Depth of Character
To quote my loud and lovably eccentric uncle: "people complain about not having a green card for a particular country, about not having a legal right to stay somewhere. Yet, a few years from now, you and I will both be in the ground. No one gets a green card for this world. It is so short-lived this place, that it is better to have never come here at all. Your soul gets broken out of you like a bird from a cage. These bodies are nothing more than a fragile cage. This human form makes for a hard life, I would rather have just been a bird"
I don't necessarily believe in a soul in the same respect that he does, but I think he has a refreshingly honest view of life. As the one uncle in our extended family who has never started a family of his own, and remains mostly to himself, he's often written-off or dismissed as an eccentric fellow. But I think this is entirely unfair.
He has these tremendously wise moments of clarity and often gives very sound advice. This particular quote of his, he has delivered a number of times, usually after or during one of his walks. He delivered this particular existential sermon earlier today.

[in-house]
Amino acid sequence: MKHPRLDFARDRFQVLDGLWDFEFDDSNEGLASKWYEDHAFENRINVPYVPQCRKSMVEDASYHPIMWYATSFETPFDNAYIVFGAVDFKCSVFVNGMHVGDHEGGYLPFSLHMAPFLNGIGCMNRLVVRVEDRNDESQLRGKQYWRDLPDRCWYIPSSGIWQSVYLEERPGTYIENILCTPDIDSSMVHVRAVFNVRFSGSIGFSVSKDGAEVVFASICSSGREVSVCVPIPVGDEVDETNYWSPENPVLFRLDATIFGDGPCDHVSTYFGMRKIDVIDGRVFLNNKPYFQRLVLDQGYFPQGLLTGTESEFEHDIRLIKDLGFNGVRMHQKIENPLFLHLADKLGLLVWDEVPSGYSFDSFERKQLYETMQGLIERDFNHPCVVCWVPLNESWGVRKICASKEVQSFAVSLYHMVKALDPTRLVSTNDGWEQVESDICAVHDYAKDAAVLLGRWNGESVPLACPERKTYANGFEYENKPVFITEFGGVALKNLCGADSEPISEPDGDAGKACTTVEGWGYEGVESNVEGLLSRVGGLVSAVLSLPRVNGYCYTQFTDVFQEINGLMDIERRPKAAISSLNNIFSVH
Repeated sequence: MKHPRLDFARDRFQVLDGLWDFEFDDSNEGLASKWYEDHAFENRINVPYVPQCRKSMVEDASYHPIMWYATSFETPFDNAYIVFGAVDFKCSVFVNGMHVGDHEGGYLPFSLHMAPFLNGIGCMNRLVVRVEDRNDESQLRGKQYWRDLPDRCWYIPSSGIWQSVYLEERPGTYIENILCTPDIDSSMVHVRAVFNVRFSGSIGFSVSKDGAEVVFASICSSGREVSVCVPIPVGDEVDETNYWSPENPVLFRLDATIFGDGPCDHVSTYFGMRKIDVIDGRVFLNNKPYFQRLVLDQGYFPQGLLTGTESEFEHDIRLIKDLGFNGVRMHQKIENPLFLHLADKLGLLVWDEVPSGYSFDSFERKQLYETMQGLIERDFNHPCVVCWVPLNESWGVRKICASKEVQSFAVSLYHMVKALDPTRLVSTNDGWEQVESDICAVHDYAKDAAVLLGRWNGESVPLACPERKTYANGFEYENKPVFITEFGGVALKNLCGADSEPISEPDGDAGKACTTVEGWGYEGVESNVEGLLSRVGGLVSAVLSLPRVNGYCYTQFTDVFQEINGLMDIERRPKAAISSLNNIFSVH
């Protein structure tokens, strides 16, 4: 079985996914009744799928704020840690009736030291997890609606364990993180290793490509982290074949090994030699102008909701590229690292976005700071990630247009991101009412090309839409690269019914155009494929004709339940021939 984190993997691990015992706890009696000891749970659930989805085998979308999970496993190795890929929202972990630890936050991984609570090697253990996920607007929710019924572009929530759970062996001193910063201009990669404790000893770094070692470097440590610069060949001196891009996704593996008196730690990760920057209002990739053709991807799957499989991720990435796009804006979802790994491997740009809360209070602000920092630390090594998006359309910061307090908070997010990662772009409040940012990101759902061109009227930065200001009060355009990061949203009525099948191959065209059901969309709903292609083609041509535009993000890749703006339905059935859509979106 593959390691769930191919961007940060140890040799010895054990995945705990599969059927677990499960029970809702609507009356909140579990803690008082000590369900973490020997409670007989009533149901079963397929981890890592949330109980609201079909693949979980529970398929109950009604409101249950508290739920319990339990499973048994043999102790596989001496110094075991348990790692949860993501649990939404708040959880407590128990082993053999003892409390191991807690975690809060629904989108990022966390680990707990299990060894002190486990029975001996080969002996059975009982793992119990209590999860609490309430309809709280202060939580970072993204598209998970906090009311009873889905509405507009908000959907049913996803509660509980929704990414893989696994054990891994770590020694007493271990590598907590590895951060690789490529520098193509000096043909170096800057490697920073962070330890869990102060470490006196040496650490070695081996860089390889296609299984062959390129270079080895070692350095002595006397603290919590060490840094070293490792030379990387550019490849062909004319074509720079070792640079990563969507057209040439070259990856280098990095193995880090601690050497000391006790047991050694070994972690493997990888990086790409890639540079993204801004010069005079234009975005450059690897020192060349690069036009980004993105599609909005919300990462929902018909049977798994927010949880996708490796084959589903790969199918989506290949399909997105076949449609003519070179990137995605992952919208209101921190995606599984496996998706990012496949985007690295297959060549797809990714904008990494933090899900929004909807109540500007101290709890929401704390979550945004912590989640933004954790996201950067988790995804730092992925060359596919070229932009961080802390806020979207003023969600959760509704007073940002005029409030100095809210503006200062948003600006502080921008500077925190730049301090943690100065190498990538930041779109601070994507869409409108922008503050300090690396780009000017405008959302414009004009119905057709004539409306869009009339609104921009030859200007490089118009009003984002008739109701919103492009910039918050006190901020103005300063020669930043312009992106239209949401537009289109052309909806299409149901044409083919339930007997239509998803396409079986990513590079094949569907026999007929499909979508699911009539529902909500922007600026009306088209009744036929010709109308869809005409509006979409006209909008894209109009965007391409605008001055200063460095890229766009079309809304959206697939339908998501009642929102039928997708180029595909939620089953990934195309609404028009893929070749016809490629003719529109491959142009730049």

He is an elderly person, and perhaps this explains his recently heightened fascination with mortality. It is likely that a few years from now, he may no longer be around. I worry that in his inevitable passing, that I might gloss over or laminate the true depth of his personality.
I had previously assumed that surely in an age as digitally accessible as our own, these interactions would become organically documented. Or that perhaps, those who know him better, are better suited to capture his memory. But both excuses are so very flawed. Photos and even videos do not fully capture impressions and thoughts. And those who know him better experience a different aspect of his personality as they have different interactions. And of course they too are just as susceptible to death.
So I think it might be nice to capture some living impressions in written form of those who may soon no longer be with us. He is right, that this human life is difficult, there is much noise, and a great burden placed upon this fleshy organ of thought that sits within our heads. To forget is as inevitable as death itself, and as a memory dies so too does the entity it captures. Thankfully we can predict this, anticipate it, and make use of the written word.